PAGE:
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Non-Allowable Fees on VA Home Loans

Closing costs are always part of the mortgage equation. But one of the big benefits of VA loans is that they limit what veterans and military members can pay in closing costs.

Closing costs are always part of the mortgage equation. But one of the big benefits of VA loans is that they limit what veterans and military members can pay in closing costs.

VA buyers are barred from paying some costs and fees in some instances. Part of it depends on what approach the mortgage lender is taking.

Generally, in any VA transaction, the veteran borrower can pay:

  • Reasonable discount points to lower the interest rate, plus
  • Reasonable amounts for itemized fees and charges allowed by the VA, plus
  • A flat 1 percent fee charged by the lender

The 1 Percent Fee

This flat 1 percent fee covers the lender’s costs associated with originating, processing, and underwriting the loan. On a $200,000 VA loan, this fee would be $2,000.

If the lender is charging the 1 percent fee, they are not allowed to tack on additional charges for things the VA considers overhead.

If your lender is charging the flat fee, there’s a host of things you cannot pay for, including:

  • Loan application or processing fees
  • Interest rate lock-in fees
  • Document preparation fees
  • Lender appraisals
  • Postage costs
  • Escrow or notary fees
  • Tax service fees
  • Loan closing or settlement fees
  • And more

The lender has to cover these costs out of that flat 1 percent charge. While using this flat fee is common, lenders can also choose to take a more piecemeal approach. And if they do that, VA buyers can wind up paying costs and fees that would otherwise be unallowable.

For example, on our $200,000 loan, a lender could charge a $1,500 origination fee and then charge another $500 in unallowable fees, like a loan application fee or a document preparation fee.

But there’s one important catch for lenders with this piecemeal approach: The total of all those individual charges still can’t exceed 1 percent of the loan amount. So, in our example, the most the lender can charge is $2,000 -- whether it comes from the flat charge or a pick-and-choose approach is up to them.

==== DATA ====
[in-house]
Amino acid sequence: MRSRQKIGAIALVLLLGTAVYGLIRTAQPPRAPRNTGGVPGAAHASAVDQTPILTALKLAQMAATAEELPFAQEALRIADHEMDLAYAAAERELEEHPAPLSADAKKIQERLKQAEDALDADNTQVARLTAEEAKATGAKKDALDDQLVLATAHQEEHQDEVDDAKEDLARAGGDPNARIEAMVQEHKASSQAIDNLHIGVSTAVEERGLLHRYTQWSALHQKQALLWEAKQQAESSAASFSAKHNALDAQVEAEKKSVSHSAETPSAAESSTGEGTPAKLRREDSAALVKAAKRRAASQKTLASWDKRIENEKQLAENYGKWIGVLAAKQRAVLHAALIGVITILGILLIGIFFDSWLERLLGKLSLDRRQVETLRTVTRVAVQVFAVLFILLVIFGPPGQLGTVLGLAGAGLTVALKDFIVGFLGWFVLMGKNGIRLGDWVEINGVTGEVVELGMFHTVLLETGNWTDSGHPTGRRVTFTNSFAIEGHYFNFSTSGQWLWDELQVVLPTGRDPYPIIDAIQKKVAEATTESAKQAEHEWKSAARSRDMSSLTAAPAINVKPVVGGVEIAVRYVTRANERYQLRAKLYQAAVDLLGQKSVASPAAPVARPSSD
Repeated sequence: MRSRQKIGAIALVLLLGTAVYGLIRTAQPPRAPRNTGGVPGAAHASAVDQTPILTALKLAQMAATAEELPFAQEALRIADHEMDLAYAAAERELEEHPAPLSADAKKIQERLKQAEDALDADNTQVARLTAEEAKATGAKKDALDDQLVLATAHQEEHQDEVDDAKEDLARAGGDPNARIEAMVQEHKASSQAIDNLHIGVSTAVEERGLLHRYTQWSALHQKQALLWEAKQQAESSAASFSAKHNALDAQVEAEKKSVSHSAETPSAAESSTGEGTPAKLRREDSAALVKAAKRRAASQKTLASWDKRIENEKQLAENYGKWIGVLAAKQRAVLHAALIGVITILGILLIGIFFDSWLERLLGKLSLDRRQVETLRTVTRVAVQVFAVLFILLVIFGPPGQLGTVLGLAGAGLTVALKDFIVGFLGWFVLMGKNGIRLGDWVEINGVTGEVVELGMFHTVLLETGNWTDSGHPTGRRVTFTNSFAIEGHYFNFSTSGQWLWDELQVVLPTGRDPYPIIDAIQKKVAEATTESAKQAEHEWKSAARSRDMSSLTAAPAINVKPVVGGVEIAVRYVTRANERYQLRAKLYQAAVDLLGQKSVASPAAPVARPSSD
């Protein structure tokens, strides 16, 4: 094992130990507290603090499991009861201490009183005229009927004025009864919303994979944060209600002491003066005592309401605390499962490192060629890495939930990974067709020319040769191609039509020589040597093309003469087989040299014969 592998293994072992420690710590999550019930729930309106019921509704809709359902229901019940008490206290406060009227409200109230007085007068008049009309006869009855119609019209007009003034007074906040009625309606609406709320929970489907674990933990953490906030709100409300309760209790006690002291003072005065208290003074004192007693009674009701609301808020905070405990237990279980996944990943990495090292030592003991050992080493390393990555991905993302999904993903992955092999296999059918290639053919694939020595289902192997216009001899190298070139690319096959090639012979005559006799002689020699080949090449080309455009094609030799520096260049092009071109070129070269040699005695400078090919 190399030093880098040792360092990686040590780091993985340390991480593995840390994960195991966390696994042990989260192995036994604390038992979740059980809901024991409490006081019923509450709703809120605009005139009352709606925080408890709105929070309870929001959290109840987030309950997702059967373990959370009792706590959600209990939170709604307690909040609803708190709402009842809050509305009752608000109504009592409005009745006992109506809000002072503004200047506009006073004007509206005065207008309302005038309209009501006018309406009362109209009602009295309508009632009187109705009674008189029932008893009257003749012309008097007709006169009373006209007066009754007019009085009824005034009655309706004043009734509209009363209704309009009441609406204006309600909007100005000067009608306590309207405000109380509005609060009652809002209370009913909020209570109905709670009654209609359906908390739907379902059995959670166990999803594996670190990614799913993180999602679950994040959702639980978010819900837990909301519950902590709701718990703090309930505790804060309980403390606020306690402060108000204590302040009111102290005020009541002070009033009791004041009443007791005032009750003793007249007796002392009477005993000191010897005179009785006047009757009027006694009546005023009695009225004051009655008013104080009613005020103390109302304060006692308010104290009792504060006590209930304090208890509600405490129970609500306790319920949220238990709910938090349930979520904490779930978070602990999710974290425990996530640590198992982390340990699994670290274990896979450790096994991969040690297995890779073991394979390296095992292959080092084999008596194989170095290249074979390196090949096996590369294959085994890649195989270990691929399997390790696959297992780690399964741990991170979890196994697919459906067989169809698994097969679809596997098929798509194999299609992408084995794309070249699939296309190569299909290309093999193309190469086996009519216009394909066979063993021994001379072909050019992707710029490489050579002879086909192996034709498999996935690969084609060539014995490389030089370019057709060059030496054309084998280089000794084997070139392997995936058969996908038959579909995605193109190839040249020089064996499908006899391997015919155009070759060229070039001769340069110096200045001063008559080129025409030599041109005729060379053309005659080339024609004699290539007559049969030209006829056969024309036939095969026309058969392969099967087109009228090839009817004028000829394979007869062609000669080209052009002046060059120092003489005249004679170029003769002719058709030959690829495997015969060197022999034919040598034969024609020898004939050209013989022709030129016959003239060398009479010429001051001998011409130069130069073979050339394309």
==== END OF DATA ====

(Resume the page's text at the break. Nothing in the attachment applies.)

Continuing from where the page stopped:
The bottom line for VA buyers is this: Lenders can’t charge you more than 1 percent to cover their loan origination and processing costs

Itemized Fees & Charges

In addition to the potential costs and fees above, VA buyers can pay reasonable amounts for certain itemized fees and charges.

These fees and charges can include things like:

These are third-party charges, meaning lenders don’t have control over the amount. In some cases, like with homeowners insurance and title insurance, you may be able to shop around for the best deal among multiple providers.

Lenders are not allowed to charge handling fees or tack on additional costs to third-party charges.

Non-Allowable Fees

Last, let’s take a look at some costs and fees that are truly non-allowable, meaning VA buyers can’t pay them regardless of whether the lender is charging the flat 1 percent fee.

These truly non-allowable fees include:

  • Attorney fees charged by the lender
  • Real estate broker or agent commissions or fees
  • Fees for appraisals requested by the lender or seller for a Reconsideration of Value
  • Fees for appraisals requested by anyone other than the veteran or seller
  • Fees for a flood zone determination by the lender or appraiser

Again, these are costs and fees that a VA buyer cannot pay. But that doesn’t automatically mean the home seller has to pay these costs. Any of the other parties to the loan -- like the lender or a real estate agent -- can cover these expenses.

When it comes to closing costs, every buyer’s situation is different. VA buyers can negotiate with the home seller to cover some or all of their closing costs.

But that’s not always feasible. Talk with your lender early on about projected closing costs and how to craft an offer that maximizes your budget and your homebuying chances.